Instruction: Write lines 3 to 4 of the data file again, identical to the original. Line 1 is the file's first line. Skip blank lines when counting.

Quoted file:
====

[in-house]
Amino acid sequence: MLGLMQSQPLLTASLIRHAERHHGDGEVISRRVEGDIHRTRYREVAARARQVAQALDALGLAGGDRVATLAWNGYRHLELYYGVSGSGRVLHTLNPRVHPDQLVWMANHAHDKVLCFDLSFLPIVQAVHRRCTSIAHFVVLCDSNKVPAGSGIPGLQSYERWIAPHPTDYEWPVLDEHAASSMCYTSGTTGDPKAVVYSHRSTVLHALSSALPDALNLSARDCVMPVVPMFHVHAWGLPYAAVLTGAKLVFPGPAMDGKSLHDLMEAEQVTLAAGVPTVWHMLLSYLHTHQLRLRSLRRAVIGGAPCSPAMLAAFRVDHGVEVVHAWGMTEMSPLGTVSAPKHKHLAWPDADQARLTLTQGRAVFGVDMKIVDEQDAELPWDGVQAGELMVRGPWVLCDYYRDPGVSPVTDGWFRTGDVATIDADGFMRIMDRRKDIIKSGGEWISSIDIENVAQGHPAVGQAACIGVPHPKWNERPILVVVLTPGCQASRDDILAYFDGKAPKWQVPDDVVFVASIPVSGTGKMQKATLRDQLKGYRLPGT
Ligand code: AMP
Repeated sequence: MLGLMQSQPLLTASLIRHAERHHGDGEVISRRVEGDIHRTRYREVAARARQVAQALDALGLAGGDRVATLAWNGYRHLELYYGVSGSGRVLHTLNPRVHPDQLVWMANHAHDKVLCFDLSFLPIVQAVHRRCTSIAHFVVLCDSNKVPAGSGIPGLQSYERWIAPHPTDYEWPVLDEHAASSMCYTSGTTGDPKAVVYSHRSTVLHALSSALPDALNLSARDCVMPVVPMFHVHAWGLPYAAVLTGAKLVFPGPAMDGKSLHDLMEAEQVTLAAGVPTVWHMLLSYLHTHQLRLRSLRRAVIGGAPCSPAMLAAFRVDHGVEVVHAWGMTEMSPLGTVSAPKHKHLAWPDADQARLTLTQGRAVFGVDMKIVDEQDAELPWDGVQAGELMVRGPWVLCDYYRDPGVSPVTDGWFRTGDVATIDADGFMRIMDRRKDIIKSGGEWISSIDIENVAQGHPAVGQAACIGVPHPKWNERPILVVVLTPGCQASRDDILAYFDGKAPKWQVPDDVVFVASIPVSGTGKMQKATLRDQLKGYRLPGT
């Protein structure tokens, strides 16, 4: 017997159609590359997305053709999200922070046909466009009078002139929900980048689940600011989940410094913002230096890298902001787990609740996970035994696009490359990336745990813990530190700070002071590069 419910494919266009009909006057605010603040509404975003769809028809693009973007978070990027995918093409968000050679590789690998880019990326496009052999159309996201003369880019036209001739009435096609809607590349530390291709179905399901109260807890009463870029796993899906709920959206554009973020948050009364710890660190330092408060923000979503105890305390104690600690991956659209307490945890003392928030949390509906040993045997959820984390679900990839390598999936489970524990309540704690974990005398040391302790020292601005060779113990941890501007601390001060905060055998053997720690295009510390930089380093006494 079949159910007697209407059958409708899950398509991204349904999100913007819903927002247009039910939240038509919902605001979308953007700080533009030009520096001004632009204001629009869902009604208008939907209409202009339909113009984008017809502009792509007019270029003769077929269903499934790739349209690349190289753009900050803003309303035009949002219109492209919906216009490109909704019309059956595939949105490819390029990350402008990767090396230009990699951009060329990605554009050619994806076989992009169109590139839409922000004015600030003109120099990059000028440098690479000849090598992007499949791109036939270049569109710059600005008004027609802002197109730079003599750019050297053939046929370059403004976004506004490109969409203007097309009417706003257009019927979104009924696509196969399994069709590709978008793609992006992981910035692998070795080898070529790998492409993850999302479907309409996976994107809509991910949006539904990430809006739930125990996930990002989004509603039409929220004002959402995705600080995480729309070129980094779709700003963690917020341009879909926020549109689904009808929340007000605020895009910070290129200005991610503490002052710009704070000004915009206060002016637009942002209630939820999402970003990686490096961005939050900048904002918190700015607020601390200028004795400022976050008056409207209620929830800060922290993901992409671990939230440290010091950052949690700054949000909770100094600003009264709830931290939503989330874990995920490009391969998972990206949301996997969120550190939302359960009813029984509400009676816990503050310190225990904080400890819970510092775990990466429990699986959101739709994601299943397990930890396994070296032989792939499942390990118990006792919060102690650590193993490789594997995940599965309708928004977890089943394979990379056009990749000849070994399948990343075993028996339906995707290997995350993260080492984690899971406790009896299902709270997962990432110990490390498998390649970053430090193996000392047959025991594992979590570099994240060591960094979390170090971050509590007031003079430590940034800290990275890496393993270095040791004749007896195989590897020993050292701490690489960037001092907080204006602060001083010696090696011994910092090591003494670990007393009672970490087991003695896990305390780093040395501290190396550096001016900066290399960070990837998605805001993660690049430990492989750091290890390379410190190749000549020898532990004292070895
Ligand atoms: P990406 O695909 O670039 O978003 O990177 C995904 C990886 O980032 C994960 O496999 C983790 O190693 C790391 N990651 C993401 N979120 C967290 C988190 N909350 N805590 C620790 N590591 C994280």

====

Ligand code: AMP
Repeated sequence: MLGLMQSQPLLTASLIRHAERHHGDGEVISRRVEGDIHRTRYREVAARARQVAQALDALGLAGGDRVATLAWNGYRHLELYYGVSGSGRVLHTLNPRVHPDQLVWMANHAHDKVLCFDLSFLPIVQAVHRRCTSIAHFVVLCDSNKVPAGSGIPGLQSYERWIAPHPTDYEWPVLDEHAASSMCYTSGTTGDPKAVVYSHRSTVLHALSSALPDALNLSARDCVMPVVPMFHVHAWGLPYAAVLTGAKLVFPGPAMDGKSLHDLMEAEQVTLAAGVPTVWHMLLSYLHTHQLRLRSLRRAVIGGAPCSPAMLAAFRVDHGVEVVHAWGMTEMSPLGTVSAPKHKHLAWPDADQARLTLTQGRAVFGVDMKIVDEQDAELPWDGVQAGELMVRGPWVLCDYYRDPGVSPVTDGWFRTGDVATIDADGFMRIMDRRKDIIKSGGEWISSIDIENVAQGHPAVGQAACIGVPHPKWNERPILVVVLTPGCQASRDDILAYFDGKAPKWQVPDDVVFVASIPVSGTGKMQKATLRDQLKGYRLPGT